Build Character in your Kids Integrity, courtesy, respect and purpose: Through positive and motivating text, Making a Difference assures children that they are important, and that what they do matters. Boost your child's confidence and sense of purpose as you read and affirm that their hopeful thoughts, kind words and good choices can make a difference to themselves and others. Making a Difference is a book that will help build social skills and character, teach life lessons to your children, and put them on a pathway to integrity, courtesy, respect, and purpose. Make the world a better place: Beautiful hand-drawn illustrations accompany Cheri's purposeful storytelling as she shows us once again how children can help to make the world a better place. Back pages include discussion questions, scenarios, games and role-play activities that help adults reinforce the book’s positive message.
To mark the occasion of Baroness Williams' eightieth birthday in July 2010, Biteback is proud to publish a collection of essays by her peers, contemporaries and proteges on the themes and issues she has campaigned on during the course of an inspirational career in politics spanning five decades. Contributors include Rosie Boycott, Vince Cable, Menzies Campbell, Germaine Greer, Jeremy Greenstock, Polly Toynbee, Roy Hattersley, Edna Healey, David Owen, Bill Rodgers, Peter Mandelson, David Steel, John Major, Chris Patten, Tony King, Helena Kennedy, Charles Kennedy, Peter Hennessy, Richard Harries, Roger Liddle, Robert Reich and Crispin Tickell.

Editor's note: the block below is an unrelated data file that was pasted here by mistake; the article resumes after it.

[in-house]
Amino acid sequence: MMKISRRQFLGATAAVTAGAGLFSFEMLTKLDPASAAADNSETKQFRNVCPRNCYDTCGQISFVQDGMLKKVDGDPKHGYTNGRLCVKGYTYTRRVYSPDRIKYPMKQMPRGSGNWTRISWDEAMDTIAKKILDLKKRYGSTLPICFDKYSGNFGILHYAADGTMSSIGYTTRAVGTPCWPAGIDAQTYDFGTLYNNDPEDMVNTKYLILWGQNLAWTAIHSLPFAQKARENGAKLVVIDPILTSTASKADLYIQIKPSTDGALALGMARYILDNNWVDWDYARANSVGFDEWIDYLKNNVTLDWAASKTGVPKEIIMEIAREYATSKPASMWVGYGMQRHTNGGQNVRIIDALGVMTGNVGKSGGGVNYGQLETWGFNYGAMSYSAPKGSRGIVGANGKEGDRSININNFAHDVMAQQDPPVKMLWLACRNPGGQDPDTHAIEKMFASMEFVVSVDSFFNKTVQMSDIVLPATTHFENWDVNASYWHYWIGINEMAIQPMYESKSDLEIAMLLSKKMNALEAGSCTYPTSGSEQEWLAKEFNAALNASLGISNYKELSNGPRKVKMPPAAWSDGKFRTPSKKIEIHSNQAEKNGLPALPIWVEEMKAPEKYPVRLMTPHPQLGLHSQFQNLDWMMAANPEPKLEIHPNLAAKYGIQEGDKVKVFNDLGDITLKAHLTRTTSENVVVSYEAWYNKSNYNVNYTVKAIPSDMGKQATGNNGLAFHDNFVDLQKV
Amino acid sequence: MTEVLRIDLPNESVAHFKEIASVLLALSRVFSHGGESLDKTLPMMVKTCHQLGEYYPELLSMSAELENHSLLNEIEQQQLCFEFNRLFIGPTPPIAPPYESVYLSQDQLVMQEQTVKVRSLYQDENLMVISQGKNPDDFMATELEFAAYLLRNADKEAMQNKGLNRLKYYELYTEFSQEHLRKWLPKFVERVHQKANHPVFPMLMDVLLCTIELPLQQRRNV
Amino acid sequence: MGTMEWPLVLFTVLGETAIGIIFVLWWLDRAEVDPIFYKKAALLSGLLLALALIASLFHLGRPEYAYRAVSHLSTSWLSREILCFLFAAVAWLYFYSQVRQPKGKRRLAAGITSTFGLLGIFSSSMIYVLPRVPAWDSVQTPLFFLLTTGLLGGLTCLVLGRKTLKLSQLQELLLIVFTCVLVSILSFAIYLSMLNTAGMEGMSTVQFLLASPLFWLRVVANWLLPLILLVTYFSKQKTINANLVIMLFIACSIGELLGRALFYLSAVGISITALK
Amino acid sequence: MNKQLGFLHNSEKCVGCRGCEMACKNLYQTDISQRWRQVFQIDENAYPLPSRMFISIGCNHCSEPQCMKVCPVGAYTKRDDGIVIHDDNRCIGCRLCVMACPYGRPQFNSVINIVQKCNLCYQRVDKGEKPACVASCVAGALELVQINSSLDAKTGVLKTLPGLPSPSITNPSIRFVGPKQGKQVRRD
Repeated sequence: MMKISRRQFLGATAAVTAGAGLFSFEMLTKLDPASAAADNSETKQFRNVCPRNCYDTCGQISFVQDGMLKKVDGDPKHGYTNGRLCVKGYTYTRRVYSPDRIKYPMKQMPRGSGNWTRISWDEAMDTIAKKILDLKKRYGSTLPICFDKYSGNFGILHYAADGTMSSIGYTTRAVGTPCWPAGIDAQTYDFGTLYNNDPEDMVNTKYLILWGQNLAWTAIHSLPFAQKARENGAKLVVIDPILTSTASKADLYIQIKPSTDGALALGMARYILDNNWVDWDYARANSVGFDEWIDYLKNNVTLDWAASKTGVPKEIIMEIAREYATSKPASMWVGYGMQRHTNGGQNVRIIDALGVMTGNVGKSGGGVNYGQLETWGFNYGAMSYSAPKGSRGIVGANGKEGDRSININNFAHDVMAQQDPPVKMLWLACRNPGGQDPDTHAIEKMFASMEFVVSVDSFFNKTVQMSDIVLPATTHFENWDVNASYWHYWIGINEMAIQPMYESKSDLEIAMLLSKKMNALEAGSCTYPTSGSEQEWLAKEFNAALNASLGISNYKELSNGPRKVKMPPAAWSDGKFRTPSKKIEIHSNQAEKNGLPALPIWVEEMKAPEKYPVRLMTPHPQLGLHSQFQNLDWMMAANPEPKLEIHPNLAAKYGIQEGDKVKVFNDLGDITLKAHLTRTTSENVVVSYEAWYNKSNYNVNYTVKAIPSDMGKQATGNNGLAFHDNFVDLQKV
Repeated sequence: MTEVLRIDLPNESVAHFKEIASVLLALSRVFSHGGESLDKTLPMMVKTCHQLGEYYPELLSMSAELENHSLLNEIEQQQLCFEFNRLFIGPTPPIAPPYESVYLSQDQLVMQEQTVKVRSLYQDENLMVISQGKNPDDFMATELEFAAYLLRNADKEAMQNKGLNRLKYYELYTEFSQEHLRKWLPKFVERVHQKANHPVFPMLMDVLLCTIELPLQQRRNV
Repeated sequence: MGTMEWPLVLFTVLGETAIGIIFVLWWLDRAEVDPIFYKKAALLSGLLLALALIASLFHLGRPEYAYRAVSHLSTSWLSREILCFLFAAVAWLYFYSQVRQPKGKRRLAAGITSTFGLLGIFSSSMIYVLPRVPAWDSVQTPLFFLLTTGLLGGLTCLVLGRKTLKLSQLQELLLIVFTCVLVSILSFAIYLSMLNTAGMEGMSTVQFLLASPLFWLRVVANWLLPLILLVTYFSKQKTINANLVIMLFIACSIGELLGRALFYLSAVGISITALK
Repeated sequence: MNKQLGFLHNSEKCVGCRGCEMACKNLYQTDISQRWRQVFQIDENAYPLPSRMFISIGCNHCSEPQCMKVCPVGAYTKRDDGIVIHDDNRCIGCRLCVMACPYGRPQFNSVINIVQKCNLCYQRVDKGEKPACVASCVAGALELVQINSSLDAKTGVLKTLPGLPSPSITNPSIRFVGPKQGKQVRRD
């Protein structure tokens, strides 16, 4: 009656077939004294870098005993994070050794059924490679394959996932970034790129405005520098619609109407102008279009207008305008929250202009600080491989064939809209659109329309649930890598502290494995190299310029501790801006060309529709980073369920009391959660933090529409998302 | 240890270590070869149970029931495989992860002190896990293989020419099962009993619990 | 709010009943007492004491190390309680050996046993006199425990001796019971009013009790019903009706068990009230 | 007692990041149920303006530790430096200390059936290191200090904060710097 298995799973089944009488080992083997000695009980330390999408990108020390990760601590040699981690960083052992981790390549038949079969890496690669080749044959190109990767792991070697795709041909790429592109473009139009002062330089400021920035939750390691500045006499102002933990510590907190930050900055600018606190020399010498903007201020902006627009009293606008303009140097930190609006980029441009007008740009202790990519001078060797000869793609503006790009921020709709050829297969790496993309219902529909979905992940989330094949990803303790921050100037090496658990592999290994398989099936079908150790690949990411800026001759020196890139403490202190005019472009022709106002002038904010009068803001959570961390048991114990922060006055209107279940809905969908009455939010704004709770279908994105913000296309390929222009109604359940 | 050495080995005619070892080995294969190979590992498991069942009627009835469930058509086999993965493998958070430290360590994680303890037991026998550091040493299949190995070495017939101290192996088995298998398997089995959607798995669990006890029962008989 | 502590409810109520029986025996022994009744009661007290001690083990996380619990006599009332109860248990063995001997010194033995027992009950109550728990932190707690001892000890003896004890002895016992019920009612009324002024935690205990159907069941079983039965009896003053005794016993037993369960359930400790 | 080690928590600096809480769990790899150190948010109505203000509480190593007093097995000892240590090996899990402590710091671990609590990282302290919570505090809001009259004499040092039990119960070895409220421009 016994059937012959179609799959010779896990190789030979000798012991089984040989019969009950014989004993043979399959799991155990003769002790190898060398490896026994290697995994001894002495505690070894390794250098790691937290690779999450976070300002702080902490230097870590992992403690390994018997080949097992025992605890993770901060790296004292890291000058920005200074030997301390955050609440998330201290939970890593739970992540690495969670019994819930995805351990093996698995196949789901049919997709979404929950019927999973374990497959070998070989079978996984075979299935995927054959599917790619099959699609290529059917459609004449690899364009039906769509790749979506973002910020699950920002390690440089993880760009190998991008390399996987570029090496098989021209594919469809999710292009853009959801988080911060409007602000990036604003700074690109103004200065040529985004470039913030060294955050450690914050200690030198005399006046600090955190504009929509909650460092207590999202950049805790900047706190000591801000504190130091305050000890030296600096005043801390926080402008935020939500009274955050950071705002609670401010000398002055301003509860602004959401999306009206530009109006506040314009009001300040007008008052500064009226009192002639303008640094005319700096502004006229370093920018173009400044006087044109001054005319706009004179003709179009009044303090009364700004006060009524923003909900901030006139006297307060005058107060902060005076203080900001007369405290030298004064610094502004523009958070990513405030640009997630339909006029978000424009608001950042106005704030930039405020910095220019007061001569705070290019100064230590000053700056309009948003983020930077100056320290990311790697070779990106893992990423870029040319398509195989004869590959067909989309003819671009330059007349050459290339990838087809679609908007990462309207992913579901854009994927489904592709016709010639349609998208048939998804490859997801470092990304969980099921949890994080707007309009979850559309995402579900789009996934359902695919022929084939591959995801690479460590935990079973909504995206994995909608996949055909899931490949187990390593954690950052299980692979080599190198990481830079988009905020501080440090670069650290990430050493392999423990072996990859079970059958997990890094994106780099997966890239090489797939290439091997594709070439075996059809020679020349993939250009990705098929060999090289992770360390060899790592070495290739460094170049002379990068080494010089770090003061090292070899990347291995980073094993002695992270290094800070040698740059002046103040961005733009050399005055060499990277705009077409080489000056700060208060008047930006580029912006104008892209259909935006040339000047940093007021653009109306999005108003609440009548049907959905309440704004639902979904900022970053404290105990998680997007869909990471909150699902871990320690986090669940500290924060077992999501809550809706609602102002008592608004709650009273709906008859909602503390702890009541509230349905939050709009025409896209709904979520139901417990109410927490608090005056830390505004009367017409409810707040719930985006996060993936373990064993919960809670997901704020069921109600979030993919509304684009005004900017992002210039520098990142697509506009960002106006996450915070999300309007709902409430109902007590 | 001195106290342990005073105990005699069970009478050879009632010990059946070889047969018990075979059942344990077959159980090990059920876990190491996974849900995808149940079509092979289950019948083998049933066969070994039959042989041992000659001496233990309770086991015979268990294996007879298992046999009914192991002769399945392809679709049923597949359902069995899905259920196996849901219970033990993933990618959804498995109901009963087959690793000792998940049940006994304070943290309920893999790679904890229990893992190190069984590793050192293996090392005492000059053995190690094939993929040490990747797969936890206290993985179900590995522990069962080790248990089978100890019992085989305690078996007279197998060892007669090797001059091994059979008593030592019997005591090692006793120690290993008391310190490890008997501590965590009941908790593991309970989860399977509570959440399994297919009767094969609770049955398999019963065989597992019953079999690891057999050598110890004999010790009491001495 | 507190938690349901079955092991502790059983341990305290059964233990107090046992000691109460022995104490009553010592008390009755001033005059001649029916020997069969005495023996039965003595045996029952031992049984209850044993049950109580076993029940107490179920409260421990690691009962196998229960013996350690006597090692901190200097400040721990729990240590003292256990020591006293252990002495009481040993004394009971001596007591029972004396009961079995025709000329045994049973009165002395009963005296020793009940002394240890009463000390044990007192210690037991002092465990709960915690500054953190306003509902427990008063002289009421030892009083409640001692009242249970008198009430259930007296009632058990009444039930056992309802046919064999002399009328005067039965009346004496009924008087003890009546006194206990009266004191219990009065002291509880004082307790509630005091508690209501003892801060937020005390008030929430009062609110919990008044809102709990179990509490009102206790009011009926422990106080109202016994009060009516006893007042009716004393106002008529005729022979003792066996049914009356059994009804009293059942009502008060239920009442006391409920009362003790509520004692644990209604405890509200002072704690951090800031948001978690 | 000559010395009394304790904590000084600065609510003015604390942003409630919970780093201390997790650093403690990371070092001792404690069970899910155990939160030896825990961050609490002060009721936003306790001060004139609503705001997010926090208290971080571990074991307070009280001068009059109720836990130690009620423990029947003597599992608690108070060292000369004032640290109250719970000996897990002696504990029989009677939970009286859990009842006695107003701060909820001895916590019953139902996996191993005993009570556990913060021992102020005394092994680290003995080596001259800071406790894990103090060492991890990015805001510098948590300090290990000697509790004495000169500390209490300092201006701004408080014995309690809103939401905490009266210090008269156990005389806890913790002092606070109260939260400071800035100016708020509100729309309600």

The rapid worldwide growth in migration, asylum seekers and refugees and reactions to this, the expansion of media and technology, political and economic changes at international and local levels are both challenges and opportunities for research in applied linguistics. This book presents 23 articles by key researchers exploring the ways in which applied linguistics can play a role making a difference in people’s lives. It is a timely publication when access to powerful discourses is increasingly an issue for many of the world’s populations. The book showcases the contribution of applied linguists working in such areas as language teaching and learning, policy development, discourse analysis, language assessment, language development and bilingualism in the UK, Asia and Australasia. The book is aimed at teachers, teacher educators, undergraduate and postgraduate students who are working in the areas of the applied linguistics and language education, but also to anyone with an interest in language and the impact that it has on our lives. “The whole idea is that so many of us live our lives applying linguistics and yet we don’t even think about it”. – Shirley Brice Heath, in Heath and Kramsch (2004, 82): Individuals, Institutions and the Uses of Literacy: Shirley Brice Heath and Claire Kramsch in Conversation. Journal of Applied Linguistics, 1(1):75-94.